- to clasp tightly in the arms, especially with affection; embrace.
- to cling firmly or fondly to; cherish: to hug an opinion.
- to keep close to, as in sailing, walking, or in moving along or alongside of: to hug the shore; to hug the road.
- to cling together; lie close.
- a tight clasp with the arms; embrace.
Origin of hug
Examples from the Web for hug
With help, he got to his feet, and when she hugged him he lifted his arms slightly as if to return the hug.Alfred Hitchcock’s Fade to Black: The Great Director’s Final Days
December 13, 2014
"Kate sought me out and gave me a hug just before she left," said Mrs Smith afterwards to a reporter at the Daily Mail.Tearful Kate Weeps After Meeting Mother Whose Baby Died
November 25, 2014
And Fred stuck in the card for me that said, “Live from New York…” and gave me a hug.How Aidy Bryant Stealthily Became Your Favorite ‘Saturday Night Live’ Star
October 31, 2014
Charlie Crist got thrown out of the party for one hug, after all.John Kasich’s Unforgivable Truth About Obamacare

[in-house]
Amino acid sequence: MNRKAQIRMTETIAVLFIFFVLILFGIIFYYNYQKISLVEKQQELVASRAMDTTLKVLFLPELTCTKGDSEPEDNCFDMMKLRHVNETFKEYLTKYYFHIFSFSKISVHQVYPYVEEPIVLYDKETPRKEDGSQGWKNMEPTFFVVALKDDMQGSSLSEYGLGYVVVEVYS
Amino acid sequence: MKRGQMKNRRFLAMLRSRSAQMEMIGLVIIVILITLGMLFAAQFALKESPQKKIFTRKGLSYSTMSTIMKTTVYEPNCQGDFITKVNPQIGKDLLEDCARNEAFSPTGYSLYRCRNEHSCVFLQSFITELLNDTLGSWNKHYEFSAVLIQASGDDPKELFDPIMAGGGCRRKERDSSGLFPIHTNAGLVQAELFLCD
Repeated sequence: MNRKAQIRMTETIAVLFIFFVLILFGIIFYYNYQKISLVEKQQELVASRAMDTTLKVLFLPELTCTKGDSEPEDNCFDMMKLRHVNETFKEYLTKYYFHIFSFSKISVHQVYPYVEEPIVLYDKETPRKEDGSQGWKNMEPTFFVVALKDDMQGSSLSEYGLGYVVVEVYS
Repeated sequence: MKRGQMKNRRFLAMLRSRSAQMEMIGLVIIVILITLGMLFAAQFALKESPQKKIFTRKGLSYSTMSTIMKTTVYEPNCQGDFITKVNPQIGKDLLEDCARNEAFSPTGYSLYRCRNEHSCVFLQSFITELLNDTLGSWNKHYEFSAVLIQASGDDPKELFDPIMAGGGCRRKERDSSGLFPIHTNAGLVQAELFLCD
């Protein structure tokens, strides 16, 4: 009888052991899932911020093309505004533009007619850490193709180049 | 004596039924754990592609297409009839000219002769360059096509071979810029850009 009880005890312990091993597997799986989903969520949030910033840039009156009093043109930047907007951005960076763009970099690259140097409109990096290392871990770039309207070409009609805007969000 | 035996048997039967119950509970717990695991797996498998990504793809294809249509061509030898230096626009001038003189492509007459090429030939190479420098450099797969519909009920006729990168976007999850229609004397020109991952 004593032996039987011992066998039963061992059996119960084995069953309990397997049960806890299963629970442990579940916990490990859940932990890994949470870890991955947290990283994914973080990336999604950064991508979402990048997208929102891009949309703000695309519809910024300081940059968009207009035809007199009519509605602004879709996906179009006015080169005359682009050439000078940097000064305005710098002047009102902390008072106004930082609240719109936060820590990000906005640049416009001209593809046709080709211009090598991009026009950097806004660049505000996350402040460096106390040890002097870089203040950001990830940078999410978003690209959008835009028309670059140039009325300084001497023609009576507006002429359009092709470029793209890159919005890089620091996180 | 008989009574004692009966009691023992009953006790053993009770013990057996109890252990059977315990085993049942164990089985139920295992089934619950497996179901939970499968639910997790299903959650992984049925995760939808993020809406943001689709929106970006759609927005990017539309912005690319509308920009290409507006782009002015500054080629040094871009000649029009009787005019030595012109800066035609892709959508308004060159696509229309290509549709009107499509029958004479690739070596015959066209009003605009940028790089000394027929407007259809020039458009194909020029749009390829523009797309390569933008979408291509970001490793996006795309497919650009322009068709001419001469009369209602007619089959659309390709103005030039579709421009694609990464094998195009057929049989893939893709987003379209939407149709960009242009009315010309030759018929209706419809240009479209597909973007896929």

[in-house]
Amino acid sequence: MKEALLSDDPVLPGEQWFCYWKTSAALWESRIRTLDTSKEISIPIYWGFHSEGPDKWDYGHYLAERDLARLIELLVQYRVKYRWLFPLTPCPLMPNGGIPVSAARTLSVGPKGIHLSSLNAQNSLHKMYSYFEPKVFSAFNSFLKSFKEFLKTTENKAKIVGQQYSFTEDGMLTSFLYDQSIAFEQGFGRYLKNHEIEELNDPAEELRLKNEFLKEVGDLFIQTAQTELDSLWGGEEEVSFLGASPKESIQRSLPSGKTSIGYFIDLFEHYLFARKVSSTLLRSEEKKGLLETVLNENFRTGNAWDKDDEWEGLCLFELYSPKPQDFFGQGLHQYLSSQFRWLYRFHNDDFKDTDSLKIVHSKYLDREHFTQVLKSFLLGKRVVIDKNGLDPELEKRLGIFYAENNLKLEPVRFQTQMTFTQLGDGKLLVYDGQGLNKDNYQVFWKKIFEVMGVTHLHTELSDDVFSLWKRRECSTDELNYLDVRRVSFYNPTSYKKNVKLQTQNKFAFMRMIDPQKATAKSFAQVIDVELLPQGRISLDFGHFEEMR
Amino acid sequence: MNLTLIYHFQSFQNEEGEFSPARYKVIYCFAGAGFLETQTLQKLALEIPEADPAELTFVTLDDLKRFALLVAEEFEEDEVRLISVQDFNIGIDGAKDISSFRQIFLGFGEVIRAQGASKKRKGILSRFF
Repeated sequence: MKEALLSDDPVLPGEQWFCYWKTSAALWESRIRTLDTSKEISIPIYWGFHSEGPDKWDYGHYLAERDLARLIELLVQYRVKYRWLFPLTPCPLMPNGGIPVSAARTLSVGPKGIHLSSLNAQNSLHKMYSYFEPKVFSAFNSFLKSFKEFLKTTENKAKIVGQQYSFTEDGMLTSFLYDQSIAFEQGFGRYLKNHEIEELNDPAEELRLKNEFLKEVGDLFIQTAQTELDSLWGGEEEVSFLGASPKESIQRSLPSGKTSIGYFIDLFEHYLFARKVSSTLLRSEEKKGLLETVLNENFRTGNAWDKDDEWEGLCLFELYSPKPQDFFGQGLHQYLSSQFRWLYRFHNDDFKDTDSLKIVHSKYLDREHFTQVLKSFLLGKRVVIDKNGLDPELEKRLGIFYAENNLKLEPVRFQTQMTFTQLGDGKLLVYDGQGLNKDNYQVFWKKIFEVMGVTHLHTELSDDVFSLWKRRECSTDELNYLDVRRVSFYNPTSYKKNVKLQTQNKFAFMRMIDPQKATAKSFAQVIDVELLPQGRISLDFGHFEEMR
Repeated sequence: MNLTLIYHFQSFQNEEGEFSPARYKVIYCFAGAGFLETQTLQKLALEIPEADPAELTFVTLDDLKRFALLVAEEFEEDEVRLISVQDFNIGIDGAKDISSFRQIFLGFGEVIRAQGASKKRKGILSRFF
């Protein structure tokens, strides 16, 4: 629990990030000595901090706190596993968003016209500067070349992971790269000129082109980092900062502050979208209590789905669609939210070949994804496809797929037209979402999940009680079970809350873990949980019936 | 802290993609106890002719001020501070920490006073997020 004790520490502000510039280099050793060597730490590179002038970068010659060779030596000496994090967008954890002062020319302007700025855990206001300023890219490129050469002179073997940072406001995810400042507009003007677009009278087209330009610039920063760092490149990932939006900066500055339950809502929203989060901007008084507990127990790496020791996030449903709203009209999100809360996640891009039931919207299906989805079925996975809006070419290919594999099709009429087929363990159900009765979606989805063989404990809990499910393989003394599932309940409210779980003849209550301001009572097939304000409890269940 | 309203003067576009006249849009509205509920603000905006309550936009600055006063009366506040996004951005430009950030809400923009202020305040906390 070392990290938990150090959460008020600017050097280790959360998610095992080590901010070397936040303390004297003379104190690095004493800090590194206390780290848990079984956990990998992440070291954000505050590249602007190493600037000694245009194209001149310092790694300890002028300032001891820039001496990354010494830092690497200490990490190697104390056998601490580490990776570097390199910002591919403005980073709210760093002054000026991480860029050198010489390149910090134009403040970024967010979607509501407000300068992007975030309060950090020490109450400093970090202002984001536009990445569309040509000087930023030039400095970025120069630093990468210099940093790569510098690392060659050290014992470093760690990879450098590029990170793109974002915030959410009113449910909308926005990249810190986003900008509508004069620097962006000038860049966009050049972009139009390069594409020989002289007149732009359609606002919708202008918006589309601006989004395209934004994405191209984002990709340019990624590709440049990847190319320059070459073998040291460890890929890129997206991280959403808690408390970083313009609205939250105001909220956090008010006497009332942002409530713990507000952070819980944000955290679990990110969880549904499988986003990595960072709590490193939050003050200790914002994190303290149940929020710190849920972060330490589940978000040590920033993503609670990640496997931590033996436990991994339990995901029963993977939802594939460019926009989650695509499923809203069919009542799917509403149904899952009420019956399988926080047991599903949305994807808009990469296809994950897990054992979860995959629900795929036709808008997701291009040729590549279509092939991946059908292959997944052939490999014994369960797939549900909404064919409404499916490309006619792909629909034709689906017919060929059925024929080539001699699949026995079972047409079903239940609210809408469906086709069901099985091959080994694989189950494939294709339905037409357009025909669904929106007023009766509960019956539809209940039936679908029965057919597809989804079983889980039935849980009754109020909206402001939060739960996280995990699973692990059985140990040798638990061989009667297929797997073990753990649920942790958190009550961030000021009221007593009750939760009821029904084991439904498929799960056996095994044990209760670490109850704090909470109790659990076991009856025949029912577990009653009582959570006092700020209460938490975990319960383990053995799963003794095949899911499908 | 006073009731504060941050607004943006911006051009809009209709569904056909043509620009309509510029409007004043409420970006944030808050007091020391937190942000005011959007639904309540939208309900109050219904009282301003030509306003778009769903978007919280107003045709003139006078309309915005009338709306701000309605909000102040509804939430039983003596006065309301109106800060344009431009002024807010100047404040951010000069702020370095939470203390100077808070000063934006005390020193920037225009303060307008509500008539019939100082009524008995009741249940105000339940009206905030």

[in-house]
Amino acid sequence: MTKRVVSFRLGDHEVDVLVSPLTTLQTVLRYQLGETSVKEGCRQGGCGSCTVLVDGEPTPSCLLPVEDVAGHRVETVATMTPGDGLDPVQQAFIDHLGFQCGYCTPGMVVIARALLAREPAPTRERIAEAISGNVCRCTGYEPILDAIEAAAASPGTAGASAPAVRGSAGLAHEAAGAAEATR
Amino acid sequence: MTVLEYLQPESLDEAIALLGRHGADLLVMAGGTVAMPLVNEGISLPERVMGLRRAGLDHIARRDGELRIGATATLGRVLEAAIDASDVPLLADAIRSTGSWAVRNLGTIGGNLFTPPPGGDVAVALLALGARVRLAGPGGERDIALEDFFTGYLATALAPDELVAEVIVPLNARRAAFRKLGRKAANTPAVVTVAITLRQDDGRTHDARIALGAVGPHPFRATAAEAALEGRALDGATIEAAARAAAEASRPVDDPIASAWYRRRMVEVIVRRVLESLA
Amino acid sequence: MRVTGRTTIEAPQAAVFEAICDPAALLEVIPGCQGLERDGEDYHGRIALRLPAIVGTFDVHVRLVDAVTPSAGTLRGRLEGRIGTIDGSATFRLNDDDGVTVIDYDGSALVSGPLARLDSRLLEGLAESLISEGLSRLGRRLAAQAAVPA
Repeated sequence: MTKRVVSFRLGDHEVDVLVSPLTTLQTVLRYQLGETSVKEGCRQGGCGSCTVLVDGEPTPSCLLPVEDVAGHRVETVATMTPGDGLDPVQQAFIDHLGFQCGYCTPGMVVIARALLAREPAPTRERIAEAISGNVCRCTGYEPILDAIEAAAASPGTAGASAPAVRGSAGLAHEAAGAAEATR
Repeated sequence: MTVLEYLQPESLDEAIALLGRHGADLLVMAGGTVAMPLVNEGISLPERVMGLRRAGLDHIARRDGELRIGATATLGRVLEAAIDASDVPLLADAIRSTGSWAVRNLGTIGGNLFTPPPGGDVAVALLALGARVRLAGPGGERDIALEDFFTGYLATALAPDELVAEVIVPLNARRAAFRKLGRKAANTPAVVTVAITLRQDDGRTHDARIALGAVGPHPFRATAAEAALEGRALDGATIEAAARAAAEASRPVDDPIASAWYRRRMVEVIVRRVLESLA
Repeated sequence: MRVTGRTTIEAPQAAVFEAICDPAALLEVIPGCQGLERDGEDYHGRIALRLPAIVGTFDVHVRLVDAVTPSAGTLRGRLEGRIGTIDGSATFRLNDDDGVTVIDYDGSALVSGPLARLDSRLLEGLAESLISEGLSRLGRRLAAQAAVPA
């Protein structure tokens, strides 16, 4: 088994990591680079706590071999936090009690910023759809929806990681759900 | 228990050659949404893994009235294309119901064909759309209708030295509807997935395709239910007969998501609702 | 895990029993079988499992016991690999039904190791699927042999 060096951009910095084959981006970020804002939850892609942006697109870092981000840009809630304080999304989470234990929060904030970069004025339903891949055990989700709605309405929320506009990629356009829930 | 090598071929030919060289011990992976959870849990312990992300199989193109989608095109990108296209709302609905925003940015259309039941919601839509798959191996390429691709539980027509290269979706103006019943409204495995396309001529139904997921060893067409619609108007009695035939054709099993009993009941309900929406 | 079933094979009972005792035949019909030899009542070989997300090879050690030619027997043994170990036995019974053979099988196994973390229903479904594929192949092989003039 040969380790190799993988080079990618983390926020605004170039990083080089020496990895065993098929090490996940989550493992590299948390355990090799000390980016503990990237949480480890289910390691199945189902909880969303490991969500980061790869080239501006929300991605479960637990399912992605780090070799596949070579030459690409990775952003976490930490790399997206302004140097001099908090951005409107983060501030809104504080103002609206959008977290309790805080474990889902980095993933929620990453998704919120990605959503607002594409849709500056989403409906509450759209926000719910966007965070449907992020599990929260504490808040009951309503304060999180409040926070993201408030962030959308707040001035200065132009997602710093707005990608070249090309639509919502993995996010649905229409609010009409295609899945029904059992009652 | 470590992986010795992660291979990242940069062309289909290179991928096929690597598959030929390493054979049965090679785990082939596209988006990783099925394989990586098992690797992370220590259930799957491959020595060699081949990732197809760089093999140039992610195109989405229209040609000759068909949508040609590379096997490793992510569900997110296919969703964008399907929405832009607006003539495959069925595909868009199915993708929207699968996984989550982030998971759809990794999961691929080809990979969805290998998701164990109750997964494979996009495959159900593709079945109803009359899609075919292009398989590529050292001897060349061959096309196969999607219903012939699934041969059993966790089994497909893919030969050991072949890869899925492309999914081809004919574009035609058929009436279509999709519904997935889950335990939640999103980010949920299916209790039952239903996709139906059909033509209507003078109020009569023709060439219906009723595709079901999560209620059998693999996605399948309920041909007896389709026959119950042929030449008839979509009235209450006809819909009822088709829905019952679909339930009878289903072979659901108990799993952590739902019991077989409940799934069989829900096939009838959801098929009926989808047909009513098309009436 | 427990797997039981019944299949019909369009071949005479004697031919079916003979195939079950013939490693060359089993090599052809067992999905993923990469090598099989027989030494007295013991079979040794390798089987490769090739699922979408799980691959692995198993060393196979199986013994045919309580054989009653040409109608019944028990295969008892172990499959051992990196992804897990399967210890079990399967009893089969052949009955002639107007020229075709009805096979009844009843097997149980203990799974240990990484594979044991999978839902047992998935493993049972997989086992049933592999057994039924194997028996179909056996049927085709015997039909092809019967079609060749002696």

October 21, 2014
He would pull her toward him, hug her, kiss her, and stroke her hair.It Was All a Dream: Drama, Bullshit, and the Rebirth of The Source Magazine
October 14, 2014
And then Mike came tearing up and gave him a hug and a pat on the back.The Widow O'Callaghan's Boys
If he be the man I take him for, he must hug an obstacle to his heart as a Heaven-sent gift.One Of Them
Charles James Lever
Should they not hug their pillow as the friend of their bosom?Arthur O'Leary
Charles James Lever
He became greatly alarmed, and got rid of his sister's hug definitely.A Set of Six
I wish I could hug you all—but it would muss you dreadfully.Highacres</p>
- (also intr) to clasp (another person or thing) tightly or (of two people) to cling close together; embrace
- to keep close to a shore, kerb, etc
- to cling to (beliefs, etc); cherish
- to congratulate (oneself); be delighted with (oneself)
- a tight or fond embrace
Word Origin and History for hug
1560s, hugge "to embrace," of unknown origin; perhaps from Old Norse hugga "to comfort," from hugr "courage, mood," from Proto-Germanic *hugjan, related to Old English hycgan "to think, consider," Gothic hugs "mind, soul, thought." Other have noted the similarity in some senses to German hegen "to foster, cherish," originally "to enclose with a hedge." Related: Hugged; hugging. The noun was originally (1610s) a hold in wrestling. Meaning "affectionate embrace" is from 1650s.